Western Digital flaw allows hackers to access restricted files

The proprietary file explorer app contained directory traversal bug, says storage vendor
Image: Darwin Laganzon, Pixabay

22 March 2022

Western Digital has fixed a bug in its software that allowed attackers to access restricted files.

The security flaw lay in EdgeRover, which is a proprietary WD file explorer app, and affects both the Mac and Windows version of the software.

Both versions of the product suffer from a directory traversal vulnerability. An attacker can elevate their local privileges and escape basic file-system sandboxing, said the company in an advisory.




“These vulnerabilities when successfully exploited could lead to disclosure of sensitive information or denial-of-service,” the company said.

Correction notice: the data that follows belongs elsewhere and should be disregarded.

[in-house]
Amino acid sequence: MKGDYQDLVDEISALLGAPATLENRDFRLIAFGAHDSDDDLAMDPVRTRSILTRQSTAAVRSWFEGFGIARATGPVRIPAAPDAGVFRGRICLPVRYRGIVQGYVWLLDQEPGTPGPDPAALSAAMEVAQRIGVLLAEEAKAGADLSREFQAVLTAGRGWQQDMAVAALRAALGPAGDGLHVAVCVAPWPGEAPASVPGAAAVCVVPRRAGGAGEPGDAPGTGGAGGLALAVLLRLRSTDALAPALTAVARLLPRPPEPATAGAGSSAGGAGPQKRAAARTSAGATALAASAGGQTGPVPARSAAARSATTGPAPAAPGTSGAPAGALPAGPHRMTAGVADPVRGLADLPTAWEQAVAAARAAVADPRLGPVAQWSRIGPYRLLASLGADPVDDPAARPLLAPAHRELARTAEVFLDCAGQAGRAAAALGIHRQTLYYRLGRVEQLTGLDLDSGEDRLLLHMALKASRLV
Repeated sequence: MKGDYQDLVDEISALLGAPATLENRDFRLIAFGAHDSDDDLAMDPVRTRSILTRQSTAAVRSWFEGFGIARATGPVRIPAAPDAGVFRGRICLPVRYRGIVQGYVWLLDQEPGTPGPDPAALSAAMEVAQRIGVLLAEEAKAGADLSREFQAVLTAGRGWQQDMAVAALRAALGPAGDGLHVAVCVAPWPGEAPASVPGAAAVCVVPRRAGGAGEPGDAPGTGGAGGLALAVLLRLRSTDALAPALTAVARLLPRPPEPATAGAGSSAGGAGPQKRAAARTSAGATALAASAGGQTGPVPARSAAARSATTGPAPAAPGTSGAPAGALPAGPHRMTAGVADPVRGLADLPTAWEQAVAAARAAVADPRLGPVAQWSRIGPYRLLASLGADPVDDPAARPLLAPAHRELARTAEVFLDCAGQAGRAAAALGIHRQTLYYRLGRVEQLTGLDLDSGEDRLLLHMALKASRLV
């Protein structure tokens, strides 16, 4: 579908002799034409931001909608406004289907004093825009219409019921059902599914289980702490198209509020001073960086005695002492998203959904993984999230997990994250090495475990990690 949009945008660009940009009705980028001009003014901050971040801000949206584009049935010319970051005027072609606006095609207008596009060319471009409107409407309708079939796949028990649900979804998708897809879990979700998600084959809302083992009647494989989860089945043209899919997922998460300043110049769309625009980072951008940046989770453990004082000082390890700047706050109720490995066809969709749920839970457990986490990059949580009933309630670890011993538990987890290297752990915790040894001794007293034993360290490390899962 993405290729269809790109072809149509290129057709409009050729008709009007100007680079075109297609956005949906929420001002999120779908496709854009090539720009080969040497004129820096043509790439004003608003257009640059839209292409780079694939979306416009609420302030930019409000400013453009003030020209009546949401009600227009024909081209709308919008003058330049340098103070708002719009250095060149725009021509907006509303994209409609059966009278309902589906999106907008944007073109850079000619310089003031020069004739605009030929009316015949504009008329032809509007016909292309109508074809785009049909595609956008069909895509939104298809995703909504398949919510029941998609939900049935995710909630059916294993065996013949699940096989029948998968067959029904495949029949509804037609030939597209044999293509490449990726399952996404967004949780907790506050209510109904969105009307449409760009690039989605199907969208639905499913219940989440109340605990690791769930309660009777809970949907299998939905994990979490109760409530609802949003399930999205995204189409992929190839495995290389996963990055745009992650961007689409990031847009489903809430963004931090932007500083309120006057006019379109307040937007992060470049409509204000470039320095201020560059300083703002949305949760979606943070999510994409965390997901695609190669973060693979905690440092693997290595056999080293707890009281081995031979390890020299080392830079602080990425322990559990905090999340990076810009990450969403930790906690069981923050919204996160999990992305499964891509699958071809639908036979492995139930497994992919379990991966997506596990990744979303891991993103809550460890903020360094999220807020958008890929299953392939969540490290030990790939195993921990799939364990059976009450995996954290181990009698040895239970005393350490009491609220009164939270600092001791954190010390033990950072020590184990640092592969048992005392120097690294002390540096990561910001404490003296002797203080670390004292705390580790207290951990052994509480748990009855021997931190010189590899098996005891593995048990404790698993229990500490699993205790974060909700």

Western Digital registered the bug as CVE-2022-22988. It has a vulnerability score of 9.1 and is rated as critical.

While the bug could allow access to restricted files, an attacker would need to have already compromised the machine to exploit this bug.

The company fixed the flaw by modifying file and directory permissions, restricting the folders that files can be loaded from. Customers should upgrade to version of the app on Mac and Windows machines to fix the issue.

EdgeRover allows people to create an inventory and snapshots of all the files stored on their computer and external drives. The product lets users search across all their files, including media that isn’t currently connected. The search capability also includes previews of images and documents.

EdgeRover has suffered from security bugs before. In December 2021, Western Digital reported two vulnerabilities in Mac and Windows versions of the application. The bugs, which lay in its OpenSSL library, allowed a denial of service attack and a remote code execution attack on the system. The company fixed those by updating its OpenSSL library.

Another bug in the Windows version, fixed last May, allowed users to elevate privileges and load malicious content into restricted directories. That bug lay in the company’s implementation of Node.js.

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